“My process is thinking, thinking and thinking—thinking about my stories for a long time. If you have a better way, please let me know.”–Hayao Miyazaki
“Don’t think. Thinking is the enemy of creativity…You can’t try to do things. You simply must do things” – Ray Bradbury
“Think left and think right and think low and think high. Oh, the thinks you can think up if only you try.”–Dr. Seuss
“My process is thinking, thinking and thinking—thinking about my stories for a long time. If you have a better way, please let me know,” says Hayao Miyazaki, and of course, how could there be a better way if you look at the result of Miyazaki’s thinking? Hayao Miyazaki is the creator of some of the most astonishing and beautiful films of our time, a master of animation. You’ll recognize them: My Neighbor Totoro, Ponyo, Spirited Away, Castle in the Sky, and so many more.
If you read the conflicting ideas about creation and thinking at the start of this blog post, it’s clear Bradbury is implying a great enmity between thinking and doing, that the thinking gets in the way of the doing. He’s in the School of Perspiration. Miyazaki is in the School of Inspiration. It’s impossible, of course, that Bradbury never thought, or that Miyazaki never did, but what they see themselves doing is very different. And of course Dr. Seuss thinking of thinking as play and invention.
I went to art school in New York for just one semester, then dropped out. The professors in my classes had us working on abstraction, and conceptual art, and I felt that I didn’t have anything to say. I was 18, I had more to learn, I didn’t know about history, or life, or society, or what I believed. I didn’t even know what questions to ask. I had urges and inklings and guesses, but nothing I felt confident enough to make art out of. I wanted skills, mostly, and so I enrolled in figure drawing classes, and classes that focused on technique, the chemistry of paint, the use of different media, but eventually I dropped out and became an English major, because, at the time, I needed more thinking.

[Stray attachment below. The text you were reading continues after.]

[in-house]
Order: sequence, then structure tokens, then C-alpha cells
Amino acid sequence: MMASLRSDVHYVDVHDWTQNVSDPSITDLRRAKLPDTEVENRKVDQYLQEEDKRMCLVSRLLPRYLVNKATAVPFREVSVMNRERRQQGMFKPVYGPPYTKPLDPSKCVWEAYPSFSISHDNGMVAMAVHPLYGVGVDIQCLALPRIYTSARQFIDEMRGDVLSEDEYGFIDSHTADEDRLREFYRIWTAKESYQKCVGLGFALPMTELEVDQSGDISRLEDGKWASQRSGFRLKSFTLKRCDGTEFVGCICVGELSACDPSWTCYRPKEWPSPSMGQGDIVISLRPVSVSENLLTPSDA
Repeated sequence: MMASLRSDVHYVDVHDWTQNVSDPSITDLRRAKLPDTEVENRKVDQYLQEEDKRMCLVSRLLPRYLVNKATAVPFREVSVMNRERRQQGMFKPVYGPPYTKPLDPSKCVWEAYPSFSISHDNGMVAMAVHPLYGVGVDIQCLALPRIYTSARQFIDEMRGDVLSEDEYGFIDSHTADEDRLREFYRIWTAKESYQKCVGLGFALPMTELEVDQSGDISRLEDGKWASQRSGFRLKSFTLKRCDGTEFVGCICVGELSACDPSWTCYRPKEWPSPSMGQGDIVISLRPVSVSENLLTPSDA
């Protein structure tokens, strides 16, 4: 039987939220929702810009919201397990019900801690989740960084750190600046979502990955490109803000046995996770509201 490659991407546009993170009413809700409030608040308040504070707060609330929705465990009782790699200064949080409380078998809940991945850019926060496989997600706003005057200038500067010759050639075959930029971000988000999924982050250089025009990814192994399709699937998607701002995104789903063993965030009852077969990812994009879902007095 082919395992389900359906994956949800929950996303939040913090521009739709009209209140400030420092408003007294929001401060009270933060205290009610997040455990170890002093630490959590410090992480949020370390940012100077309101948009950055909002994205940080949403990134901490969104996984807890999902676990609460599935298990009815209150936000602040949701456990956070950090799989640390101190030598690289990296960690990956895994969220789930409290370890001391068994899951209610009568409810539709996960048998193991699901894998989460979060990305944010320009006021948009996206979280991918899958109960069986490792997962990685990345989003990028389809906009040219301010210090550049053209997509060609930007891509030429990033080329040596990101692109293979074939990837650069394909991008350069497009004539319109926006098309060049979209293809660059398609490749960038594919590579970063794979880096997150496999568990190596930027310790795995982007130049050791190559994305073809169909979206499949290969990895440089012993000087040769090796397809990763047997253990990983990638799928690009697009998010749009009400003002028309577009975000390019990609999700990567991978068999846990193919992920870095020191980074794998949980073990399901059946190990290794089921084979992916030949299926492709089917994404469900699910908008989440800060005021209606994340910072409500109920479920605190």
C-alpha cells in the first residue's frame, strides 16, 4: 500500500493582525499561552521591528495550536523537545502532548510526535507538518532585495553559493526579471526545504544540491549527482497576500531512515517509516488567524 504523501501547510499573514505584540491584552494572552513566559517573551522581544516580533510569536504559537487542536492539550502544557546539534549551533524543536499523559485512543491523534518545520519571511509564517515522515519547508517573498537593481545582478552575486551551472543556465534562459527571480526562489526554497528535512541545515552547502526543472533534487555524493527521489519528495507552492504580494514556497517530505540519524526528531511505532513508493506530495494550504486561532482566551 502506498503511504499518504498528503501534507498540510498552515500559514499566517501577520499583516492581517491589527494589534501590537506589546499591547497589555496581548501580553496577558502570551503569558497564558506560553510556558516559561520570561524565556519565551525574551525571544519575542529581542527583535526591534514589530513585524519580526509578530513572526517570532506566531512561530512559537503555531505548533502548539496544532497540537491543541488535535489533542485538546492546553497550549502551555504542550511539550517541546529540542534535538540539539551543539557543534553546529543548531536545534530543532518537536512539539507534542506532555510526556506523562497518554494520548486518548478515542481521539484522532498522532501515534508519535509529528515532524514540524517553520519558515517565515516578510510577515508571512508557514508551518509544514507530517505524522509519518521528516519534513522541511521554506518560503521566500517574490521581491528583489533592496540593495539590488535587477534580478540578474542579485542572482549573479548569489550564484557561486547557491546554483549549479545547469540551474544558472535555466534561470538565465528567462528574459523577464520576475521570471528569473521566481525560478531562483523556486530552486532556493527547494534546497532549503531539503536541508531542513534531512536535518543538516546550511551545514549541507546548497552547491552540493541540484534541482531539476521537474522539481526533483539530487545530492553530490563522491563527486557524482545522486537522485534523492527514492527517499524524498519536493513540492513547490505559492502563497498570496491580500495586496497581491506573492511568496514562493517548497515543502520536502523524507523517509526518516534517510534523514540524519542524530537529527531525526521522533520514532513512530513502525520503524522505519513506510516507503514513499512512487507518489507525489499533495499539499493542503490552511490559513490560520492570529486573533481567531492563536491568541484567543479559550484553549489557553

The other thing that irritated me, once I became an English major and took some creative writing courses, was the “write garbage” type assignments where you were meant to just do it, write bad stuff, anything that came into your head, especially if you were stuck, just write. I did them, and wrote down a lot of garbage, and never got anything good out of them. Maybe you did. Did you?
On the other hand, children make great art just by doing. They don’t think, they do and do, make and make, wasting shocking amounts of paper and art supplies, indifferent to quality, but fearlessly making art in a state of playful, Seussian quasi-thinking. Our culture is very action-oriented, and most of us adults are focused on Getting Things Done, laboring mightily to get straight A’s in the School of Perspiration. But in our go-go-go daily life, the common-sensical thing is to hew to Miyazaki’s method, and spend our precious free time thinking, thinking and thinking after endless days of doing.
What’s a thoughtful creative person to do? It’s not a matter of either/or, it’s how much of either, and sensing what you need to do at the time, think or write/paint/create.
This creative exercise is inspired by the tension between thinking and doing in the process of bringing out our creativity:
DOING? or THINKING? a creative process exercise
Go to your art-making place.
Make art. Do.
If that doesn’t feel right, or you’re not getting anywhere, think instead. Keep thinking until you’re ready to do.
Tell us what happened at email@example.com
Starting Point: 1979-1996. Miyazaki started out as just another animator, but in this memoir tells of his journey from childhood dreams to founding Studio Ghibli.
Kingdom of Dreams and Madness. A documentary about Studio Ghibli, featuring Miyazaki, Producer Toshio Suzuki, Ghibli’s other director, Isao Takahata
Impressionism is culture’s blockbuster. Dreamy and oh so pretty, it is easy to forget its rebel roots, and amazing to fathom how the desire for artists to essentially cut class and go out into the sunshine started a chain of innovation that led to abstraction, modernism and onwards.
“Beauty in art is truth bathed in an impression received from nature” -Corot